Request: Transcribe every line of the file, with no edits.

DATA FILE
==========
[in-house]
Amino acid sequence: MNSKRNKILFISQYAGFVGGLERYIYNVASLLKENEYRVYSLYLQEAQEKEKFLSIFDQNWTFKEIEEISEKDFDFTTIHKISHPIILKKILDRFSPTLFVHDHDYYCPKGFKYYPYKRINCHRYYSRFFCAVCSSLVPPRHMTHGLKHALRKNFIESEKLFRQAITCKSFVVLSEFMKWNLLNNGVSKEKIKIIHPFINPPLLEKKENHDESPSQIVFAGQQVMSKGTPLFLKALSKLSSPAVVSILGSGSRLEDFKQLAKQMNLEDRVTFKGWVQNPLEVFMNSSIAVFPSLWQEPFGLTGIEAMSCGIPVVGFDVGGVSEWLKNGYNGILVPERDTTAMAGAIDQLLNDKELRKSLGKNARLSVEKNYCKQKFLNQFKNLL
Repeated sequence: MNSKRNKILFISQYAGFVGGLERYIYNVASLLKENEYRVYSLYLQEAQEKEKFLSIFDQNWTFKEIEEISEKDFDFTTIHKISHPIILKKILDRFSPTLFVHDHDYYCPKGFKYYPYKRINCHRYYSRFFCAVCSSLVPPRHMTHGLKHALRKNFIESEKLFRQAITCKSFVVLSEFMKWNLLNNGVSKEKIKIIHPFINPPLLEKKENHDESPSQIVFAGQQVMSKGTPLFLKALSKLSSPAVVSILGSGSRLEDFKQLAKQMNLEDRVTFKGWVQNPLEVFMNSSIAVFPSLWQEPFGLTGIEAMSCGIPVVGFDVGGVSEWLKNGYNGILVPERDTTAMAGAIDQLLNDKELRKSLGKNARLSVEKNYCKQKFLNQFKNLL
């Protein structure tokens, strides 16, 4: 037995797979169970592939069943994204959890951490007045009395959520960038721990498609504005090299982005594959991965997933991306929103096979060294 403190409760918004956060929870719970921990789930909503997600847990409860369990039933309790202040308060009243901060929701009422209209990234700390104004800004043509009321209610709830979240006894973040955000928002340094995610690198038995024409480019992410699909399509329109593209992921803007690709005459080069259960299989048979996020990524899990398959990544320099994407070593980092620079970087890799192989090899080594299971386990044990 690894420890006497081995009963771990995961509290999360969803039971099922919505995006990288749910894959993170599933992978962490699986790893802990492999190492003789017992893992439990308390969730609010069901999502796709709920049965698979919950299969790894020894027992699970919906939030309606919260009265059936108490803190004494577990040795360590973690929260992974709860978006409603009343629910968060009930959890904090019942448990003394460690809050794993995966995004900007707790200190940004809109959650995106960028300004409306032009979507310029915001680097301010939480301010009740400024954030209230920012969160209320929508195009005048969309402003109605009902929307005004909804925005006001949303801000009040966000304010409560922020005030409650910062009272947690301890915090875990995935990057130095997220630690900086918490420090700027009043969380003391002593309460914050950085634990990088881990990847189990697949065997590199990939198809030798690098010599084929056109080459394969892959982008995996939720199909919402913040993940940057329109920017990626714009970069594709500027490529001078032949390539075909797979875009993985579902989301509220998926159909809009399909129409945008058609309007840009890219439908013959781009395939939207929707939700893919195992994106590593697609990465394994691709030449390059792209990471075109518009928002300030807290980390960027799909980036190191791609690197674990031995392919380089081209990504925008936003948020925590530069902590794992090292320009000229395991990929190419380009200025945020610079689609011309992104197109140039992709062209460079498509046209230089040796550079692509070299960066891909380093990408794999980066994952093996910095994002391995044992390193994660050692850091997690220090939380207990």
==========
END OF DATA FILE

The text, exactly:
[in-house]
Amino acid sequence: MNSKRNKILFISQYAGFVGGLERYIYNVASLLKENEYRVYSLYLQEAQEKEKFLSIFDQNWTFKEIEEISEKDFDFTTIHKISHPIILKKILDRFSPTLFVHDHDYYCPKGFKYYPYKRINCHRYYSRFFCAVCSSLVPPRHMTHGLKHALRKNFIESEKLFRQAITCKSFVVLSEFMKWNLLNNGVSKEKIKIIHPFINPPLLEKKENHDESPSQIVFAGQQVMSKGTPLFLKALSKLSSPAVVSILGSGSRLEDFKQLAKQMNLEDRVTFKGWVQNPLEVFMNSSIAVFPSLWQEPFGLTGIEAMSCGIPVVGFDVGGVSEWLKNGYNGILVPERDTTAMAGAIDQLLNDKELRKSLGKNARLSVEKNYCKQKFLNQFKNLL
Repeated sequence: MNSKRNKILFISQYAGFVGGLERYIYNVASLLKENEYRVYSLYLQEAQEKEKFLSIFDQNWTFKEIEEISEKDFDFTTIHKISHPIILKKILDRFSPTLFVHDHDYYCPKGFKYYPYKRINCHRYYSRFFCAVCSSLVPPRHMTHGLKHALRKNFIESEKLFRQAITCKSFVVLSEFMKWNLLNNGVSKEKIKIIHPFINPPLLEKKENHDESPSQIVFAGQQVMSKGTPLFLKALSKLSSPAVVSILGSGSRLEDFKQLAKQMNLEDRVTFKGWVQNPLEVFMNSSIAVFPSLWQEPFGLTGIEAMSCGIPVVGFDVGGVSEWLKNGYNGILVPERDTTAMAGAIDQLLNDKELRKSLGKNARLSVEKNYCKQKFLNQFKNLL
């Protein structure tokens, strides 16, 4: 037995797979169970592939069943994204959890951490007045009395959520960038721990498609504005090299982005594959991965997933991306929103096979060294 403190409760918004956060929870719970921990789930909503997600847990409860369990039933309790202040308060009243901060929701009422209209990234700390104004800004043509009321209610709830979240006894973040955000928002340094995610690198038995024409480019992410699909399509329109593209992921803007690709005459080069259960299989048979996020990524899990398959990544320099994407070593980092620079970087890799192989090899080594299971386990044990 690894420890006497081995009963771990995961509290999360969803039971099922919505995006990288749910894959993170599933992978962490699986790893802990492999190492003789017992893992439990308390969730609010069901999502796709709920049965698979919950299969790894020894027992699970919906939030309606919260009265059936108490803190004494577990040795360590973690929260992974709860978006409603009343629910968060009930959890904090019942448990003394460690809050794993995966995004900007707790200190940004809109959650995106960028300004409306032009979507310029915001680097301010939480301010009740400024954030209230920012969160209320929508195009005048969309402003109605009902929307005004909804925005006001949303801000009040966000304010409560922020005030409650910062009272947690301890915090875990995935990057130095997220630690900086918490420090700027009043969380003391002593309460914050950085634990990088881990990847189990697949065997590199990939198809030798690098010599084929056109080459394969892959982008995996939720199909919402913040993940940057329109920017990626714009970069594709500027490529001078032949390539075909797979875009993985579902989301509220998926159909809009399909129409945008058609309007840009890219439908013959781009395939939207929707939700893919195992994106590593697609990465394994691709030449390059792209990471075109518009928002300030807290980390960027799909980036190191791609690197674990031995392919380089081209990504925008936003948020925590530069902590794992090292320009000229395991990929190419380009200025945020610079689609011309992104197109140039992709062209460079498509046209230089040796550079692509070299960066891909380093990408794999980066994952093996910095994002391995044992390193994660050692850091997690220090939380207990």